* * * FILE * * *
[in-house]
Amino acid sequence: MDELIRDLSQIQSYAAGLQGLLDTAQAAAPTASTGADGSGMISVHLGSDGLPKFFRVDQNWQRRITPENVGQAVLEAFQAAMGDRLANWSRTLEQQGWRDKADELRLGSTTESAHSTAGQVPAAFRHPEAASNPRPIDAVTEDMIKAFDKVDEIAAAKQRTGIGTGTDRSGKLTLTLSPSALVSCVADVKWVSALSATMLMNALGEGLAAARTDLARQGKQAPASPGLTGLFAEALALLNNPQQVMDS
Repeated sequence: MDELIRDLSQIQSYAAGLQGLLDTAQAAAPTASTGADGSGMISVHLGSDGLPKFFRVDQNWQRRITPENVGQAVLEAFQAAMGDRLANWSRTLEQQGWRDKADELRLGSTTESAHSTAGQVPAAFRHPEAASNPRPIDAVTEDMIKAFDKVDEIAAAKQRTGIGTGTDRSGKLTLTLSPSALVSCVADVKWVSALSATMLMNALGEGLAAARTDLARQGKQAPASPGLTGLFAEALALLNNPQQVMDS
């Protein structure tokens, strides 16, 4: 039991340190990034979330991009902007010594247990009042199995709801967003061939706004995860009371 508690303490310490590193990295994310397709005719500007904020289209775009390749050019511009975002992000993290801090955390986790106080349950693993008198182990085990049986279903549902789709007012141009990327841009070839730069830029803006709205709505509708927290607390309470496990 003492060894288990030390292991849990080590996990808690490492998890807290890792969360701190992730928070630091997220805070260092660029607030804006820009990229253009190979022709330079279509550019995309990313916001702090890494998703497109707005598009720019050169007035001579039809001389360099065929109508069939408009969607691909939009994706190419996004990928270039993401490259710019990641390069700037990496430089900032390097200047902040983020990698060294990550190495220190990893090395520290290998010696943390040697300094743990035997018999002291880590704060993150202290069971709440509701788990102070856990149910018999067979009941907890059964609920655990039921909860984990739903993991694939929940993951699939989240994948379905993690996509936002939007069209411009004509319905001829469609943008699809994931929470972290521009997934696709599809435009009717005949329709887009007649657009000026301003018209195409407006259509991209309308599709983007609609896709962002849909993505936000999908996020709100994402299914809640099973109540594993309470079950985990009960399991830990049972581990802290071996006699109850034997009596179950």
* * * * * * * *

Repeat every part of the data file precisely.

[in-house]
Amino acid sequence: MDELIRDLSQIQSYAAGLQGLLDTAQAAAPTASTGADGSGMISVHLGSDGLPKFFRVDQNWQRRITPENVGQAVLEAFQAAMGDRLANWSRTLEQQGWRDKADELRLGSTTESAHSTAGQVPAAFRHPEAASNPRPIDAVTEDMIKAFDKVDEIAAAKQRTGIGTGTDRSGKLTLTLSPSALVSCVADVKWVSALSATMLMNALGEGLAAARTDLARQGKQAPASPGLTGLFAEALALLNNPQQVMDS
Repeated sequence: MDELIRDLSQIQSYAAGLQGLLDTAQAAAPTASTGADGSGMISVHLGSDGLPKFFRVDQNWQRRITPENVGQAVLEAFQAAMGDRLANWSRTLEQQGWRDKADELRLGSTTESAHSTAGQVPAAFRHPEAASNPRPIDAVTEDMIKAFDKVDEIAAAKQRTGIGTGTDRSGKLTLTLSPSALVSCVADVKWVSALSATMLMNALGEGLAAARTDLARQGKQAPASPGLTGLFAEALALLNNPQQVMDS
């Protein structure tokens, strides 16, 4: 039991340190990034979330991009902007010594247990009042199995709801967003061939706004995860009371 508690303490310490590193990295994310397709005719500007904020289209775009390749050019511009975002992000993290801090955390986790106080349950693993008198182990085990049986279903549902789709007012141009990327841009070839730069830029803006709205709505509708927290607390309470496990 003492060894288990030390292991849990080590996990808690490492998890807290890792969360701190992730928070630091997220805070260092660029607030804006820009990229253009190979022709330079279509550019995309990313916001702090890494998703497109707005598009720019050169007035001579039809001389360099065929109508069939408009969607691909939009994706190419996004990928270039993401490259710019990641390069700037990496430089900032390097200047902040983020990698060294990550190495220190990893090395520290290998010696943390040697300094743990035997018999002291880590704060993150202290069971709440509701788990102070856990149910018999067979009941907890059964609920655990039921909860984990739903993991694939929940993951699939989240994948379905993690996509936002939007069209411009004509319905001829469609943008699809994931929470972290521009997934696709599809435009009717005949329709887009007649657009000026301003018209195409407006259509991209309308599709983007609609896709962002849909993505936000999908996020709100994402299914809640099973109540594993309470079950985990009960399991830990049972581990802290071996006699109850034997009596179950």